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New homeless camp is a first in self-governance 

The Last Sanctuary

click to enlarge This impromptu tent city can stay, for now. - NAT STEIN
  • Nat Stein
  • This impromptu tent city can stay, for now.

There's nowhere to go — that's the reality for hundreds of folks living day-to-day in this city without a home. Shelter space is short, trails and bridges are off-limits and camping on public property invites unwanted attention from police.

Faced with no other choice, a group of about 100 homeless people have formed an impromptu camp outside Springs Rescue Mission, 5 W. Las Vegas St. And now they're getting organized to stave off sweeps.

Last Thursday night, "Raven" called a camp meeting. Speaking to her assembled compatriots, the de facto leader (who requested her real name be withheld) made a plea for order, cleanliness and communal care.

"There are some people trying to help us, but we need to help ourselves, you guys," she said. "We've got to keep it clean."

Among those trying to help is the owner of the land — Springs Rescue Mission. As the city's preeminent faith-based provider of homeless relief and rehabilitation, SRM has been in overdrive trying to get new shelter beds online before winter arrives.

"We were aiming to open those beds Nov. 1," SRM's Travis Williams told the Indy, but unforeseen circumstances delayed construction. "Lord willing, we'll be open in the earlier part of November, but definitely by mid-month."

Meanwhile, SRM is allowing their would-be clients to camp. "We didn't necessarily encourage it," Williams said, "but we haven't stopped it either."

South of downtown has long been a hotspot for unsheltered people — given its proximity to SRM, Fountain Creek and cheap motels — but business owners are often displeased.

Rick Uhl, co-owner of the Ski Shop, says he's had issues with people sleeping in his parking lot and has had to clean up feces. "It's a big problem; it really is," he said.

Despite that, police spokesman Lt. Howard Black says, "There's really nothing that serious out there." Litter is the most common complaint.

Mitch Hammes in the city's Code Enforcement Division describes the new encampment as an "open case" but says there've been no violations. "Code enforcement is monitoring the conditions of the property and will take appropriate action if violations are found," he said.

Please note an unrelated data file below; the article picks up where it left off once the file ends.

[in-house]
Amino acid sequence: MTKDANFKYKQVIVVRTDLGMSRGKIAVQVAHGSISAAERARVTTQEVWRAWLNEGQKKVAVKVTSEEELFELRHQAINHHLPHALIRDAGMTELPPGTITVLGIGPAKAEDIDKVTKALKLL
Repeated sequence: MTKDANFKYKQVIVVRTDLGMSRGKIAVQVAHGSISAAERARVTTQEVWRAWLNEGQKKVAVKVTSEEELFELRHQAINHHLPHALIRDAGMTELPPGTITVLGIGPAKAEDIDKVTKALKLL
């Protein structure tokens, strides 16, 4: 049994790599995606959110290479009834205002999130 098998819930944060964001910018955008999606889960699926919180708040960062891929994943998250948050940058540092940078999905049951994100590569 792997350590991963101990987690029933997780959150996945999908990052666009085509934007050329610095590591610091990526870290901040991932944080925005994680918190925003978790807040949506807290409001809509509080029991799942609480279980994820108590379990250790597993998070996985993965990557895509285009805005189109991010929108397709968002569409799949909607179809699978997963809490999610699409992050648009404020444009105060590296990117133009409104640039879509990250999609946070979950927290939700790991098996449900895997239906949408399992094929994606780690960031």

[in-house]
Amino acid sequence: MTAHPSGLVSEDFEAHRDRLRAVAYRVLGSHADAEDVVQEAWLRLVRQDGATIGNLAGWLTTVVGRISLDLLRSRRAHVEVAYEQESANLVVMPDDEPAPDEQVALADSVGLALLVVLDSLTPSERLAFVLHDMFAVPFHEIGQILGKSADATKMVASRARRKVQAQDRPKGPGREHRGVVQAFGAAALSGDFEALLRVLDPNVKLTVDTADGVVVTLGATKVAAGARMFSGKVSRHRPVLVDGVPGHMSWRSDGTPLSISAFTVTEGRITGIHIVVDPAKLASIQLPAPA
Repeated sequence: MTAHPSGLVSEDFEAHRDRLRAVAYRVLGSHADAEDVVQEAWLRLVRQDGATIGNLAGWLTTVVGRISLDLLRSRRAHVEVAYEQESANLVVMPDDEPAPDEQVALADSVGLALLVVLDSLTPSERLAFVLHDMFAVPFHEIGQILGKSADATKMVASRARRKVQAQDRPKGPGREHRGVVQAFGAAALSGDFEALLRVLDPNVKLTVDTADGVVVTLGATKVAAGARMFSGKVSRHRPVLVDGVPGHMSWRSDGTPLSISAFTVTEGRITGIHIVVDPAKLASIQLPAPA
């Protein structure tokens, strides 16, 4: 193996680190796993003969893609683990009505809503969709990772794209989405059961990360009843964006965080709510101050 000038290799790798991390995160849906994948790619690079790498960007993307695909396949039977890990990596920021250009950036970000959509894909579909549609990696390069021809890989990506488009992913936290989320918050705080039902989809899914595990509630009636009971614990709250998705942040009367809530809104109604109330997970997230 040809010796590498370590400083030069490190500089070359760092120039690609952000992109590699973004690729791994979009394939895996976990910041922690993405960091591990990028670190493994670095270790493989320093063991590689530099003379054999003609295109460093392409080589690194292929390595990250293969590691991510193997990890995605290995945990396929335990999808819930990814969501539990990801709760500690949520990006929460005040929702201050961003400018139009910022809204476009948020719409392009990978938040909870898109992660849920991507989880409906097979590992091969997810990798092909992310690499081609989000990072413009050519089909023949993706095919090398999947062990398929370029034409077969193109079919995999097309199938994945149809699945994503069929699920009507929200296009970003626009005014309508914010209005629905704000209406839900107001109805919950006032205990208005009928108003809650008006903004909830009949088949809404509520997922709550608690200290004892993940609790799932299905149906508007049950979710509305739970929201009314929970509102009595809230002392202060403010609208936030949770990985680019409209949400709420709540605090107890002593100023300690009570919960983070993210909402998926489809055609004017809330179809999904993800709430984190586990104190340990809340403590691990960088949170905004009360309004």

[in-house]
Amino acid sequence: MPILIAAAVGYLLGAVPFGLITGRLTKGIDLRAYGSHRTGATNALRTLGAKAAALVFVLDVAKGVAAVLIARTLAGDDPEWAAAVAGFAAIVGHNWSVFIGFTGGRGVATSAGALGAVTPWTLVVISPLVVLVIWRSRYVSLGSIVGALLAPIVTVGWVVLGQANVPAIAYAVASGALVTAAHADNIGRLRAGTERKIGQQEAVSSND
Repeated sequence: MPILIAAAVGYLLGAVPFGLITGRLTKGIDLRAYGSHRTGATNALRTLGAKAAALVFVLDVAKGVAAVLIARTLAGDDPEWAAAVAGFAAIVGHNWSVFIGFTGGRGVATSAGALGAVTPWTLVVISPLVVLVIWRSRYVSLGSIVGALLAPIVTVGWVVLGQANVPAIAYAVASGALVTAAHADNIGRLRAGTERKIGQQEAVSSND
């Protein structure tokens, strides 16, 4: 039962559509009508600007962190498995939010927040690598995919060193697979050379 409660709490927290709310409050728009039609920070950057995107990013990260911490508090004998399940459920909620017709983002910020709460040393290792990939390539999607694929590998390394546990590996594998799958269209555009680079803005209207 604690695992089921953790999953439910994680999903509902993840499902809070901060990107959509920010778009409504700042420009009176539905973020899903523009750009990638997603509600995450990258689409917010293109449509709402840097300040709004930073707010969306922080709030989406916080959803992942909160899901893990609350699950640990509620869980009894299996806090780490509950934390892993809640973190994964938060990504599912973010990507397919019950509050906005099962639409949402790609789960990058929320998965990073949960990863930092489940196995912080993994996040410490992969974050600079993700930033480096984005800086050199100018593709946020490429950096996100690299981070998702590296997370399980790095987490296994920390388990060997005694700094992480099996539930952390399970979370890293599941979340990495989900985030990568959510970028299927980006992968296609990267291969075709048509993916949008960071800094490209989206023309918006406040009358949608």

So really it's the perception of impropriety that campers are trying to proactively address.

"We need to start cracking down on asinine behavior that doesn't belong in a community setting like this," Raven said. "You've got to take some pride in where you live and, right now, I know it's a tent, but it's what we've got, and it's home."

At the meeting, the camp established some basic ground rules that were approved by a new, self-governing council: respect quiet hours from 10 p.m. to 5 a.m.; clean up after oneself and others; and treat nearby portable toilets gently. Volunteers assumed rotating "security" duties to keep the camp safe, clean and orderly. No more people are allowed to join the camp, per SRM's request.

Campers are also realistic that while additional shelter capacity may provide some relief, there'll still be a great need. The latest Point-in-Time count put the number of chronically homeless people in El Paso County at 387, but folks on the ground — both living and doing outreach — say that the number is likely much higher.

That's why supporting one another is crucial, campers say. A list of items needed at the encampment, informally dubbed the Last Sanctuary, is posted on the Coalition for Compassion and Action's Facebook page.

"We're family out here," Raven said, "so we've got to have each others' backs."

  • The Last Sanctuary

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